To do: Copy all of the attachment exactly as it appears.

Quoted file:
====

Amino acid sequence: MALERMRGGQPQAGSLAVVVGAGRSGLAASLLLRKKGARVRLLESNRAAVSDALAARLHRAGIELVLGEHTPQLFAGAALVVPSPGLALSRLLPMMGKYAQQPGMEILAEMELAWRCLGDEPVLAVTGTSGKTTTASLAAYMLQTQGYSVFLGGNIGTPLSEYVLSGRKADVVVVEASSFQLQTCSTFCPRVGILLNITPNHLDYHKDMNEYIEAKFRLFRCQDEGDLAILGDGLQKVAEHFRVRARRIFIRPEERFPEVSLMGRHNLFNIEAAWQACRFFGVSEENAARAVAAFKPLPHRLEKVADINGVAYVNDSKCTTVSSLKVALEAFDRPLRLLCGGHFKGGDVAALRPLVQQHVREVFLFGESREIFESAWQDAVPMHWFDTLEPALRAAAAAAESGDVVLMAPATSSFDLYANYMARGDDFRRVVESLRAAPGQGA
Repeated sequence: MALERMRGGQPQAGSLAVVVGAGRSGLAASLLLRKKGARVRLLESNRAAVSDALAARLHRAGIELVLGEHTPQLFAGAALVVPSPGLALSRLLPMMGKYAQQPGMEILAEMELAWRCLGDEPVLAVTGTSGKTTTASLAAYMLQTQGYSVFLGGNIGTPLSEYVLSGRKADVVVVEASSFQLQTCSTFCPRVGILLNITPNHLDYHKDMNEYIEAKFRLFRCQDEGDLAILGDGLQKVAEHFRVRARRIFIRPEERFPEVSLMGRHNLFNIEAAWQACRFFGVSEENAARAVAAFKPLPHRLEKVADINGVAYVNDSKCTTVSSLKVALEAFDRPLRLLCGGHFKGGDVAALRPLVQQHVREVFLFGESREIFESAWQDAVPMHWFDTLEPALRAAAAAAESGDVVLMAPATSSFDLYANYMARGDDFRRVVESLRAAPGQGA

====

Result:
Amino acid sequence: MALERMRGGQPQAGSLAVVVGAGRSGLAASLLLRKKGARVRLLESNRAAVSDALAARLHRAGIELVLGEHTPQLFAGAALVVPSPGLALSRLLPMMGKYAQQPGMEILAEMELAWRCLGDEPVLAVTGTSGKTTTASLAAYMLQTQGYSVFLGGNIGTPLSEYVLSGRKADVVVVEASSFQLQTCSTFCPRVGILLNITPNHLDYHKDMNEYIEAKFRLFRCQDEGDLAILGDGLQKVAEHFRVRARRIFIRPEERFPEVSLMGRHNLFNIEAAWQACRFFGVSEENAARAVAAFKPLPHRLEKVADINGVAYVNDSKCTTVSSLKVALEAFDRPLRLLCGGHFKGGDVAALRPLVQQHVREVFLFGESREIFESAWQDAVPMHWFDTLEPALRAAAAAAESGDVVLMAPATSSFDLYANYMARGDDFRRVVESLRAAPGQGA
Repeated sequence: MALERMRGGQPQAGSLAVVVGAGRSGLAASLLLRKKGARVRLLESNRAAVSDALAARLHRAGIELVLGEHTPQLFAGAALVVPSPGLALSRLLPMMGKYAQQPGMEILAEMELAWRCLGDEPVLAVTGTSGKTTTASLAAYMLQTQGYSVFLGGNIGTPLSEYVLSGRKADVVVVEASSFQLQTCSTFCPRVGILLNITPNHLDYHKDMNEYIEAKFRLFRCQDEGDLAILGDGLQKVAEHFRVRARRIFIRPEERFPEVSLMGRHNLFNIEAAWQACRFFGVSEENAARAVAAFKPLPHRLEKVADINGVAYVNDSKCTTVSSLKVALEAFDRPLRLLCGGHFKGGDVAALRPLVQQHVREVFLFGESREIFESAWQDAVPMHWFDTLEPALRAAAAAAESGDVVLMAPATSSFDLYANYMARGDDFRRVVESLRAAPGQGA